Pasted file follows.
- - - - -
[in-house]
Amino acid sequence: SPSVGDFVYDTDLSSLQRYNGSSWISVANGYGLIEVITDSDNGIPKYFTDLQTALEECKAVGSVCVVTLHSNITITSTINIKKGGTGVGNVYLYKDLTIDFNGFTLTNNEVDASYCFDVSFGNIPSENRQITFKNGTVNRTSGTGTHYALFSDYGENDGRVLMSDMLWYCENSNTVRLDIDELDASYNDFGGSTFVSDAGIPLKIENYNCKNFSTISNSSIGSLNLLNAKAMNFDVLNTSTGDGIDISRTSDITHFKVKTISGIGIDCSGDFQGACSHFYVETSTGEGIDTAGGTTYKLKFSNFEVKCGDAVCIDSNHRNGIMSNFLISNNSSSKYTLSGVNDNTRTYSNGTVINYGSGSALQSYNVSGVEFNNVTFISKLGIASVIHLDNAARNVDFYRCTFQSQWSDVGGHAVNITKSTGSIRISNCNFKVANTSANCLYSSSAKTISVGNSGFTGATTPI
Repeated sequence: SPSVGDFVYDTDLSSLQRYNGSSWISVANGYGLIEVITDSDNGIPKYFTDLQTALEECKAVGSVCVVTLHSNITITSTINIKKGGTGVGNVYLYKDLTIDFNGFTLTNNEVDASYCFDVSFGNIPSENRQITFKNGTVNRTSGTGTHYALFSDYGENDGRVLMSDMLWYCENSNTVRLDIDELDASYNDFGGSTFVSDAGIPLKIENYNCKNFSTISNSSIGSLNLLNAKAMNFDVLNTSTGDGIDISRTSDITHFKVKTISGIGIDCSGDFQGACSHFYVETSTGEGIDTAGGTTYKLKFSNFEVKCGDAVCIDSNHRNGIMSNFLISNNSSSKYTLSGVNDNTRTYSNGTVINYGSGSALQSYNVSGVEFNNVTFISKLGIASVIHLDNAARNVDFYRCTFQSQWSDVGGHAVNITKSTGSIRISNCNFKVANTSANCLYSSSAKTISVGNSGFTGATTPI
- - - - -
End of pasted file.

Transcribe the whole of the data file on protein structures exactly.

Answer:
[in-house]
Amino acid sequence: SPSVGDFVYDTDLSSLQRYNGSSWISVANGYGLIEVITDSDNGIPKYFTDLQTALEECKAVGSVCVVTLHSNITITSTINIKKGGTGVGNVYLYKDLTIDFNGFTLTNNEVDASYCFDVSFGNIPSENRQITFKNGTVNRTSGTGTHYALFSDYGENDGRVLMSDMLWYCENSNTVRLDIDELDASYNDFGGSTFVSDAGIPLKIENYNCKNFSTISNSSIGSLNLLNAKAMNFDVLNTSTGDGIDISRTSDITHFKVKTISGIGIDCSGDFQGACSHFYVETSTGEGIDTAGGTTYKLKFSNFEVKCGDAVCIDSNHRNGIMSNFLISNNSSSKYTLSGVNDNTRTYSNGTVINYGSGSALQSYNVSGVEFNNVTFISKLGIASVIHLDNAARNVDFYRCTFQSQWSDVGGHAVNITKSTGSIRISNCNFKVANTSANCLYSSSAKTISVGNSGFTGATTPI
Repeated sequence: SPSVGDFVYDTDLSSLQRYNGSSWISVANGYGLIEVITDSDNGIPKYFTDLQTALEECKAVGSVCVVTLHSNITITSTINIKKGGTGVGNVYLYKDLTIDFNGFTLTNNEVDASYCFDVSFGNIPSENRQITFKNGTVNRTSGTGTHYALFSDYGENDGRVLMSDMLWYCENSNTVRLDIDELDASYNDFGGSTFVSDAGIPLKIENYNCKNFSTISNSSIGSLNLLNAKAMNFDVLNTSTGDGIDISRTSDITHFKVKTISGIGIDCSGDFQGACSHFYVETSTGEGIDTAGGTTYKLKFSNFEVKCGDAVCIDSNHRNGIMSNFLISNNSSSKYTLSGVNDNTRTYSNGTVINYGSGSALQSYNVSGVEFNNVTFISKLGIASVIHLDNAARNVDFYRCTFQSQWSDVGGHAVNITKSTGSIRISNCNFKVANTSANCLYSSSAKTISVGNSGFTGATTPI